Brene Brown is so right. Vulnerability is the key to moving forward.

My tribe. I’d be lost without these women.

Brene Brown, the international best-selling author, TED Talk queen, and shame researcher, is spot on when it comes to vulnerability. But before I go into that, let’s all take a moment to react to the word “vulnerability.” Join me, will you?

Eeeeek! Being vulnerable? So not doing that! Put myself out there? I’d rather put pins in my eyes! Open myself up to judgement, share my “stuff”? Oh no. Not happening. I shall keep my shit to myself, thank you very much!

I’m right, right? That’s where we go when we hear the word vulnerability. I recall watching Brene Brown’s TED Talk on the topic with my hands over my eyes, peeking through my fingers. That’s how freaked out I was. But I watched, and watched again. And here’s the bottom line about being vulnerable: it is the key to moving forward to joy, to true happiness.

But first, the hard part. We have to dig deep, listen to what our body is telling us, and look for the clues to why we feel a certain way or are suffering inertia in some aspect of our life. Scary stuff, I know. I’m a master at putting my head in the sand. But ignoring whatever is stopping you from moving forward in your life doesn’t make “it” go away. It makes it worse.

So first, you dig deep. Don’t set up camp down there or anything, just look and acknowledge and accept.  Have tissues, because the final part of that sentence is “and cry.” Then muster up all your courage, hit the store for more tissues and several bottles of wine, and share your discoveries with the person or people you trust most in the world, and only those people.  At first your tribe, aka the people you trust most in the world, could be a little surprised, maybe scared. (Eek! She’s being vulnerable! Quick, where are those pins for my eyes???) But because they’re your tribe, that stuff passes in an instant, and then there’s nothing but listening, support, and love, and being absolutely blown away by your courage.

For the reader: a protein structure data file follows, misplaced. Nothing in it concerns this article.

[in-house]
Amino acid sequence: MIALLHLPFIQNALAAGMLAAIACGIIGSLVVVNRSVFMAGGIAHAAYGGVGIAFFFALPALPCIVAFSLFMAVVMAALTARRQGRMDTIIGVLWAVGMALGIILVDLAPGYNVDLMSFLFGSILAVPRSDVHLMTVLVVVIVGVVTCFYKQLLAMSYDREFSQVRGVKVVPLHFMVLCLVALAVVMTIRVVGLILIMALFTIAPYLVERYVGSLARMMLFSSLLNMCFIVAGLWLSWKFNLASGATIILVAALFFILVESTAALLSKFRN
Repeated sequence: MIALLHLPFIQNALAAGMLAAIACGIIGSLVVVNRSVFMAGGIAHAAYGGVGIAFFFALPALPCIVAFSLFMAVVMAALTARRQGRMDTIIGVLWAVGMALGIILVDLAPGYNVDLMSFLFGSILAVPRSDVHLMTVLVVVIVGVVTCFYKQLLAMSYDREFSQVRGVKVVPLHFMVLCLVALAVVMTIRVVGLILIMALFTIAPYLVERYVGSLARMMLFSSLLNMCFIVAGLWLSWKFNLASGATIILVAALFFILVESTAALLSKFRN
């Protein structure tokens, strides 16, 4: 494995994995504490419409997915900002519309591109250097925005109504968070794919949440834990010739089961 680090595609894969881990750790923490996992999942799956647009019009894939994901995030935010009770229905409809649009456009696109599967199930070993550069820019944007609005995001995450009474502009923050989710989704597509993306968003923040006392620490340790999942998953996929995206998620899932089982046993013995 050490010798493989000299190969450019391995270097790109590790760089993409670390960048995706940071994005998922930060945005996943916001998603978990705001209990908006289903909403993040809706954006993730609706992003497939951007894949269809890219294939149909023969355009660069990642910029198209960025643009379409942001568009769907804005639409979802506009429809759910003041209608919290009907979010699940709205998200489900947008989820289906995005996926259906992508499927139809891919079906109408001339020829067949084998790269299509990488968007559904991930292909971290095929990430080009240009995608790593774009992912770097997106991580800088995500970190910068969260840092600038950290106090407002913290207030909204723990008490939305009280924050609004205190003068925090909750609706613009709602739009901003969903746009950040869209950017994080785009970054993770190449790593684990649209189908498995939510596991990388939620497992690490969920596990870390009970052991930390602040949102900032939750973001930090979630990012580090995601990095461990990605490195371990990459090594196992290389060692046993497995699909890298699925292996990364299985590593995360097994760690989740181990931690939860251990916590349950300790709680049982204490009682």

Any time we have the courage to pull the monster out from under the bed, hold that sucker up to the light and see it for what it really is, we begin to heal, get stronger, put that beast in perspective, free ourselves from its grip, and move forward.

And when we have the courage to do that in the company of those we love and trust? We give the gift of courage to them, too.

Nice right? It ain’t easy, but nothing really worth doing ever is.


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I Can’t Feel My Face

The first time I heard the song, I Can’t Feel My Face, I was with Cuy. We had his music on in the car and I said, “I don’t get it. Why can’t he feel his face when he’s with her?” To which Cuy replied, with all the patience a teen can muster when speaking to an absolute idiot, aka a mom who’s clearly too old to be listening to young people music, “Because he’s smiling at her.” Me: blank stare. Cuy, sighing, “When he’s with her, he smiles so much his face goes numb.” Me, light bulbs going off in my too-old-to-listen-to young-people-music-brain, “This is a great song!” Cuy: stares straight ahead at the road, shakes his head, says nothing.

I get it now though. I really do. It happened to me yesterday. Cuy’s car is a piece of junk. He bought it by himself (kudos to him, I know), with his money (more kudos, of course), from a particularly questionable used car place near school. It cost a pretty penny and now, after owning it less than a year, it needs to have the engine replaced, which will cost many many many more pretty pennies.

Nope. Not doing it. Not throwing good money after bad. The kid needs a car that’s safe. And just like I did for his older brother several years ago, yesterday, I went and bought him a good used car. But I didn’t tell him I was doing it. And throughout the entire process of test driving the car, completing the paperwork, and signing and initialing every single spot that needed to be signed and initialed, I smiled. And smiled. I smiled so much, my face went numb.

It was really numb when I shot this video (Bad video of really good car!), sent it to him, and was on the phone with him when he watched it. I only wish I had a recording of his “WHAT?” long pause……”OH MY GOD, MOM! THANK YOU!” response. I’m smiling right now, writing this. I’m even enjoying the numb feeling in my face and the knowledge that I’m going to die broke, but my kids will be safe. And that makes me smile even more.

I surprised him with this yesterday. I’m still smiling.


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